Thursday, October 30, 2008

Buddy and May

The only sibling of my father's that I knew was his older brother Joe. I think he had another brother James who died very young, and for whom I believe I was named. There was also a sister who married and had at least 7 children (the Caruso branch of the family) but sadly, also died before I knew her. Uncle Joe was two years older than Dad. They came to America as young boys, aged 2 and 7, with their father, Innocenzo, sailing on the ship San Giorgio out of Naples, Italy on October 13, 1912. I learned this from Ellis Island immigration records, which are fantastic. To my surprise, the family name on the ship's manifest is spelled "Pantaleo", not "Pantaleno" as we spell it today. Somewhere in processing through immigration, we picked up an 'N' at the end of our name. My uncle Joe later legally changed his name to "Pantala", for what reason I cannot fathom. I could see if he was trying for something less Italian-sounding to better blend in, since Italians were not exactly welcomed with open arms in America. But all he accomplished was saving a syllable, that's about it.

Fast forward...Uncle Joe marries a German girl named May, and they have two wonderful children, my cousins Joey and his younger sister Joan. Uncle Joe drove a truck delivering coal for a company called Burns Brothers. Our house was on his route, and I remember him climbing down from the truck, positioning a coal chute into our basement coal bin, and then off-loading the coal down the chute. It was a fascinating process to watch, and I envied Uncle Joe his job. Little did I know what hard, dirty work it really was.

Uncle Joe and Aunt May came to our house a lot for Sunday dinner. Uncle Joe worked hard all week, and on the weekends, he tended to drink hard. My father was also known to tip back a few, and I recall them sitting at the kitchen table drinking shots of Fleishmann's (a cheap rye whiskey that could remove paint) and beer chasers. Uncle Joe always had a raw egg in his beer; that was probably his breakfast. Now my father was a happy drunk, and when he'd had a few too many, the worst thing he did was tell the same jokes over and over. They say alcohol just magnifies your normal personality. Unfortunately, Uncle Joe was not the most jovial guy when sober; too many drinks usually intensified his grumpiness and made him combative.

His chief antagonist was Aunt May. May had red hair, smoked constantly, and could be very funny, almost like a blowzy Lucille Ball. I liked her a lot, but she drank too, and when "over served", her tendency was to became abusive. Aunt May's main target was Uncle Joe. You got the feeling that their life was one continuous fight, interrupted by periods of sobriety during which they tolerated one another, but the battle was always just simmering beneath a thin veneer of civility, waiting for the next highball to ignite it. May would sneeringly attack Joe (who she called Buddy for some reason) with slurred jabs like: "Fa chrisakes Buddy, you don' know what the hell you're talkin' about", or "All you eyetalians are so full of s**t." He would muster up the same disgusted face every time and hit her with his unflinching retort: "Shut up May." Their fights never got really ugly; they almost seemed choreographed with each knowing the rules and the boundaries.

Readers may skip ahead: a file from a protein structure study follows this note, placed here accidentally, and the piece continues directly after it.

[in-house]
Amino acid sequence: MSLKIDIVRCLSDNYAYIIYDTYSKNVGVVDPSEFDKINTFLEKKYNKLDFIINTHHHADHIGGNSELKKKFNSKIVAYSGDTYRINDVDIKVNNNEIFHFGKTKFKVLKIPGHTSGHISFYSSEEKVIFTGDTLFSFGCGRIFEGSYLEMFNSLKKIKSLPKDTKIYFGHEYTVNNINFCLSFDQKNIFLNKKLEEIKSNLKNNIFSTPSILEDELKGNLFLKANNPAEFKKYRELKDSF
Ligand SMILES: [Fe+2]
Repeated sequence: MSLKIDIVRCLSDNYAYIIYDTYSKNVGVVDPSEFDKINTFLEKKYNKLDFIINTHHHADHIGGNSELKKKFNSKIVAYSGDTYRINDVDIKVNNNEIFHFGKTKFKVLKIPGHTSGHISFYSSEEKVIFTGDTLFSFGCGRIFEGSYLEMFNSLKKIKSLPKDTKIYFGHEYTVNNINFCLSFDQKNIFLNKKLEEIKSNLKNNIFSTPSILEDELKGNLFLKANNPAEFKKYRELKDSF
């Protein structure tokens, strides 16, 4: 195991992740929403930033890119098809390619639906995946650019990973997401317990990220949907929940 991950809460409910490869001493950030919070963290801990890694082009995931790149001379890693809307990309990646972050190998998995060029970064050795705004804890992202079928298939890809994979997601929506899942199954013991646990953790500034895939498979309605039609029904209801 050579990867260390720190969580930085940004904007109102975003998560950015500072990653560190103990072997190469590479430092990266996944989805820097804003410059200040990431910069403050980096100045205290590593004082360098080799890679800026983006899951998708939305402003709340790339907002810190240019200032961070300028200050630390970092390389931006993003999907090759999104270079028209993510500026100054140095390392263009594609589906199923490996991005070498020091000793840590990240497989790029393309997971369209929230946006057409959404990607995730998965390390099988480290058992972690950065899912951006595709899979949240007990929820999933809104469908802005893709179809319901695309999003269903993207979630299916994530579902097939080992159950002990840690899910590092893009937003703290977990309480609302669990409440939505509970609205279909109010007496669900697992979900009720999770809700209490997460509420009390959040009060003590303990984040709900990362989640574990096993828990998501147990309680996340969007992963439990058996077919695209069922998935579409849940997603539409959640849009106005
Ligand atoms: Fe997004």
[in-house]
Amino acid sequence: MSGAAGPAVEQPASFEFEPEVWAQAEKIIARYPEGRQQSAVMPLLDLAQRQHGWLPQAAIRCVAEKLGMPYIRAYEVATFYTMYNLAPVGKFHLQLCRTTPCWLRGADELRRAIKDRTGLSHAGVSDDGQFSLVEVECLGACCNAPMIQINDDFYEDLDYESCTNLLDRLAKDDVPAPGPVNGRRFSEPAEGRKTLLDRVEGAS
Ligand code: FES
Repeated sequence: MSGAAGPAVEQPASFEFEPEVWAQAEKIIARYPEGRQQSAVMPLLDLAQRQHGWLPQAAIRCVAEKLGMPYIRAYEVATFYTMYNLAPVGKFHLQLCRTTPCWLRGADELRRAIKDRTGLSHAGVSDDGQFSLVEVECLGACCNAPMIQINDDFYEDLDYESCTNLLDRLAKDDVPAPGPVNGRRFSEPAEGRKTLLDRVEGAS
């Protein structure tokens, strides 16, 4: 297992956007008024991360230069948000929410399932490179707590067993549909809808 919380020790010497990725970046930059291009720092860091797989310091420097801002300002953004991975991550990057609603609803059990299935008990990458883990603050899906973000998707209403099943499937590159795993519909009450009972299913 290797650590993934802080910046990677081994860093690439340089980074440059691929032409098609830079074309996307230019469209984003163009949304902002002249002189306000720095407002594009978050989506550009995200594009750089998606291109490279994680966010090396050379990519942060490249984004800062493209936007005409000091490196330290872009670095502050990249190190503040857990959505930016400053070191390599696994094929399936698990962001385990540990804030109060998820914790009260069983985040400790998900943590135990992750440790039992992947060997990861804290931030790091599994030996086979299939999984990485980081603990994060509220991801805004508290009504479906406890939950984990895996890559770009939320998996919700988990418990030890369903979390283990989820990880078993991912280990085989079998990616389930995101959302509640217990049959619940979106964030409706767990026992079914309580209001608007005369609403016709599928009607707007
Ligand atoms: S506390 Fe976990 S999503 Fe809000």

Uncle Joe took me fishing every once in a while down to Broad Channel in the Rockaways. We would rent a rowboat, and go out with our tackle and a couple of crab nets. He taught me to fish, and on these trips, seemed like a much different man than the bickering, henpecked husband I saw on Sundays. He asked me about school, talked a little sports, and I think enjoyed himself as much as I did. Once I caught an eel, and not knowing if we should take it home to cook, I asked Uncle Joe what we should do with it. He promptly took it off the hook, threw it still alive into a bushel of crabs we had caught, and then laughed like hell. That Uncle Joe, you didn't see his sense of humor often, but when you did....funny.

May and Joe's children were among my favorite cousins. Joey married a sweetheart named Rosalie, who was 1940s movie-star good looking. She was also one of the nicest people I knew, who always had time to talk to me like a grown-up, and never failed to make me feel special. Joey's sister Joan was a few years older than me, with killer good looks. She was the most popular girl around, and I had a mad crush on her. My first bike was a hand-me-down from Joan, and despite having to suffer the humiliation of riding a girl's bike, I was happy to have it. My father, in his suit, tie and snappy fedora, taught me to ride by running along side as I pedaled in the park. There were no training wheels back then, and you learned by falling. Scraped knees sharply reduced the learning curve for acquiring this skill.

The battling Pantalas were a unique family and a big part of my life growing up. Except for Rosalie, they are all gone now.


LOOKING FOR A WORTHY CHARITY? TRY THESE FOLKS: Children's Craniofacial Association

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